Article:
Not a tonic for me

I thought the tributes paid by members of parliament to the departed Margaret Thatcher were fitting and worthy of one of our great prime ministers.

Her funeral was further evidence of the great esteem in which she is held.

This makes me question why Glenda Jackson would be ‘a tonic for a man too ill to work on Wednesday!’.

Lest we forget, when Mrs Thatcher was elected by the country to form an administration in 1979, it was against a background of a decade of great decline.

Successive governments’ failure to handle the militant trades unions and in turn the modernisation and reform necessary for us to compete in the world, had made us ‘the poor man of Europe’.

We had the three day working week, permanent strikes and inflation at more than 20 per cent.

These issues had to be addressed by someone with strong leadership, vision, an iron will and an inexhaustible energy for hard work.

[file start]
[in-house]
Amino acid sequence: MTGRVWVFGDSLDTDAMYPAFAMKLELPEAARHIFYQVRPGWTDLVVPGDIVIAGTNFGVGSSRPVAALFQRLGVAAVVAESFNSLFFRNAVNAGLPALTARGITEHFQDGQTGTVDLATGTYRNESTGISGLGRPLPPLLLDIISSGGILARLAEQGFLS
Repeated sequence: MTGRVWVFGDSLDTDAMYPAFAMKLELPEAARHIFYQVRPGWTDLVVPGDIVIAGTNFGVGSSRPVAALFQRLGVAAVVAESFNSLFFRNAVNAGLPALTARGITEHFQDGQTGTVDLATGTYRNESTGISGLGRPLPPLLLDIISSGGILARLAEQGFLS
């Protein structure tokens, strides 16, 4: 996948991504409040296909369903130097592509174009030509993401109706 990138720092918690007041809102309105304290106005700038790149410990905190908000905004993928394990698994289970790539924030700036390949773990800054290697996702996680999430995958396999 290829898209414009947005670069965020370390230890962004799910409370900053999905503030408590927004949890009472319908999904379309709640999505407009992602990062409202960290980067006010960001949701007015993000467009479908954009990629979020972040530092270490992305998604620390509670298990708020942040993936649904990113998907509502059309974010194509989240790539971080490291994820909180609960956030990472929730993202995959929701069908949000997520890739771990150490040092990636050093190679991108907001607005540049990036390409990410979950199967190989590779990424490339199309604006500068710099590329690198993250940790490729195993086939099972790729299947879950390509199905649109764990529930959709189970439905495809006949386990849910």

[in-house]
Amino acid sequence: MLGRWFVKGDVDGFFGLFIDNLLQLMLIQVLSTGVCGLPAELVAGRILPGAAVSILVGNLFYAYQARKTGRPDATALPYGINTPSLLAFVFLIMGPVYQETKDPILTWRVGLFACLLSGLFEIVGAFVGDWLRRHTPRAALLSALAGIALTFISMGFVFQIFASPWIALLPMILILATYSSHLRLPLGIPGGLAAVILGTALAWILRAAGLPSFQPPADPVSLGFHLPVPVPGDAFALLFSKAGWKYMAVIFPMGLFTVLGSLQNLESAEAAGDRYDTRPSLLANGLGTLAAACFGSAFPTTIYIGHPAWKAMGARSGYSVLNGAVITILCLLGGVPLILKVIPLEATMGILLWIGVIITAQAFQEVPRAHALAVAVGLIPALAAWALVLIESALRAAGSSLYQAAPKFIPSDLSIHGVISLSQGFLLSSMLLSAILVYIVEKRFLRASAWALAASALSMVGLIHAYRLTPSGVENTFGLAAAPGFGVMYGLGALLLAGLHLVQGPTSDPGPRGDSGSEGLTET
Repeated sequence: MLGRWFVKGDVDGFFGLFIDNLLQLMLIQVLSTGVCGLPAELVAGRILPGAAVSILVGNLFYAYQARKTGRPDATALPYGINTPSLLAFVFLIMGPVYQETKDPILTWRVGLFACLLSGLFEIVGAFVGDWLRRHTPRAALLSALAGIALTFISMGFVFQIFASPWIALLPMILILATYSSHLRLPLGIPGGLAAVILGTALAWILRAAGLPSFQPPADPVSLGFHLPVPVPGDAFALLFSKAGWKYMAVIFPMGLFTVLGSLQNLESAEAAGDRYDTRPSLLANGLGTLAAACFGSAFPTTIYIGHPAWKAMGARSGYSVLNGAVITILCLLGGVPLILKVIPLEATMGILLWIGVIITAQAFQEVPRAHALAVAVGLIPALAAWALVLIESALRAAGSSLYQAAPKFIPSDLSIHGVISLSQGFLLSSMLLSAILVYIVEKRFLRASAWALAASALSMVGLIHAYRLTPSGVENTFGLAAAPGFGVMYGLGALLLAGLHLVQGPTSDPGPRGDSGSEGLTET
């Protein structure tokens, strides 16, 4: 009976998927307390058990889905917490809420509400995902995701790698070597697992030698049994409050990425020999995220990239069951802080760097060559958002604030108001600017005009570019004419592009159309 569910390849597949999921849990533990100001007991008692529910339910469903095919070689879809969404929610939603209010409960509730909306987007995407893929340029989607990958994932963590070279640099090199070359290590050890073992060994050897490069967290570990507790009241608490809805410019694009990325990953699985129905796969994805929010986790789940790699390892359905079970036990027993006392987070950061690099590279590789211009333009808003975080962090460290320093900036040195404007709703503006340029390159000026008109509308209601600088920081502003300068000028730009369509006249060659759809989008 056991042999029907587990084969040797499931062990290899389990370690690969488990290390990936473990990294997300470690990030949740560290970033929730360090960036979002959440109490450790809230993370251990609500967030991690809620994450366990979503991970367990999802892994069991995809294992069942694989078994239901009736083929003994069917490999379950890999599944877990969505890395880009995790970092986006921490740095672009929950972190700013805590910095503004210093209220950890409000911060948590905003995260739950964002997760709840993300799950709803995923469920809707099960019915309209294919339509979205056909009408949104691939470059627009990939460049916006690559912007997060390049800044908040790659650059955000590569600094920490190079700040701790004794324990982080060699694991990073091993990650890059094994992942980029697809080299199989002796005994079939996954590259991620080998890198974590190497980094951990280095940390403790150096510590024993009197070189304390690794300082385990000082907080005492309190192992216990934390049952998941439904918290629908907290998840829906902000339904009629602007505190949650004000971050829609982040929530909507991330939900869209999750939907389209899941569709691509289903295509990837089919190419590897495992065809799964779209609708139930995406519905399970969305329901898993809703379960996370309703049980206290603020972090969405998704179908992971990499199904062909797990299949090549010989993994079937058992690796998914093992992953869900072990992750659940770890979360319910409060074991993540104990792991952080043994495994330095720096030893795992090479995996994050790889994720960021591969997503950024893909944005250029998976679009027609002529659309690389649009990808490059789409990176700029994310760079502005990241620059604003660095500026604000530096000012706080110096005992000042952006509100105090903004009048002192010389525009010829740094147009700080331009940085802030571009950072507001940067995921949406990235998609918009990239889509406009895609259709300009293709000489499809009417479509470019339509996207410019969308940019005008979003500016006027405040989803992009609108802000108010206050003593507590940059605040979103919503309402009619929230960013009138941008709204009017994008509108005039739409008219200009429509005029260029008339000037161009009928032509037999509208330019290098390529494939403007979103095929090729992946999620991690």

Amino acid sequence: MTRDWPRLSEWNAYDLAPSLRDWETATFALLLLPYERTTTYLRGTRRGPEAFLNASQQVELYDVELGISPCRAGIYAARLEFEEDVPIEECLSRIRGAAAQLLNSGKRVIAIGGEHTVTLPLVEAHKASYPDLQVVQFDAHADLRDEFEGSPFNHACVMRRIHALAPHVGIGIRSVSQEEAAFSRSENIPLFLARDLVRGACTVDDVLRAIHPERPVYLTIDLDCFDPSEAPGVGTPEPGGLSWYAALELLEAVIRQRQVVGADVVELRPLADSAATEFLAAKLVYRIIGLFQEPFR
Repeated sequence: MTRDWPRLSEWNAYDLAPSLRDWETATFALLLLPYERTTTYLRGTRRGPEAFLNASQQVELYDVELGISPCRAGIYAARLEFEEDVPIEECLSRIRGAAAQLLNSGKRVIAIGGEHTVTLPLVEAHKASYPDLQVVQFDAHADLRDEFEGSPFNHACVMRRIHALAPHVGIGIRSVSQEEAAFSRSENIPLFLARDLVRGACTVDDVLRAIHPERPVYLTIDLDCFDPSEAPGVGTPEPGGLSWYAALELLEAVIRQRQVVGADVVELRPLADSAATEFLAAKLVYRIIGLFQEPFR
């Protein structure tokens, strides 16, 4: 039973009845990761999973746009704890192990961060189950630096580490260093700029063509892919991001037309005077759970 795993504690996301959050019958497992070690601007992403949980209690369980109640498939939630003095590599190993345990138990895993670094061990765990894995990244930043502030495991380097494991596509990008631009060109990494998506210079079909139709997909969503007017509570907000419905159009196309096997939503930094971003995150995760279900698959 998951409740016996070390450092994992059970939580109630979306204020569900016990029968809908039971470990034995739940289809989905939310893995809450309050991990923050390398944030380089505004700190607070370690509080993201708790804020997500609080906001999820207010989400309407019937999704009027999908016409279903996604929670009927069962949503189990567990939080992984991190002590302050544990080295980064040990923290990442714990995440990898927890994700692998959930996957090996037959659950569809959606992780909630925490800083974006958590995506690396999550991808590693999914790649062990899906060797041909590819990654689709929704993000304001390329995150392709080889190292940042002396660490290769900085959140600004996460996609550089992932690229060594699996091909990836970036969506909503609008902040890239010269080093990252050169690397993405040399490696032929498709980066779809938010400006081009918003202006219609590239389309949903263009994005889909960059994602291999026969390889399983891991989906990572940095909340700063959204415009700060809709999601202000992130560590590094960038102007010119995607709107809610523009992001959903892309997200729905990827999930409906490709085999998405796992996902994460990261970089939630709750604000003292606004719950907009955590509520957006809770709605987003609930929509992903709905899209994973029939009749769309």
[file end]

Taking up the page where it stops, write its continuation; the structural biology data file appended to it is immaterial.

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She fitted these criteria perfectly and, despite the many difficulties she and we had to overcome, she persevered and had the confidence and trust of the people who voted her back in with large majorities for two further terms of office.

The curbing of union power and the balancing of the economy in a fairer way between the state and private sectors meant there was less state intervention and more personal responsibility and achievement.

This was conviction politics, not consensus politics but so essential.

She gave a nation back its pride and an enhanced reputation and stature in the world.

Without her great qualities, we would have been a poorer country in every sense. History will be her judge and so be it.

For those who see Glenda Jackson as a tonic, I would only say that she will never replace a large gin!

Neither will she be remembered for any political contribution of worth.

Gordon Denman

Eaglehurst Court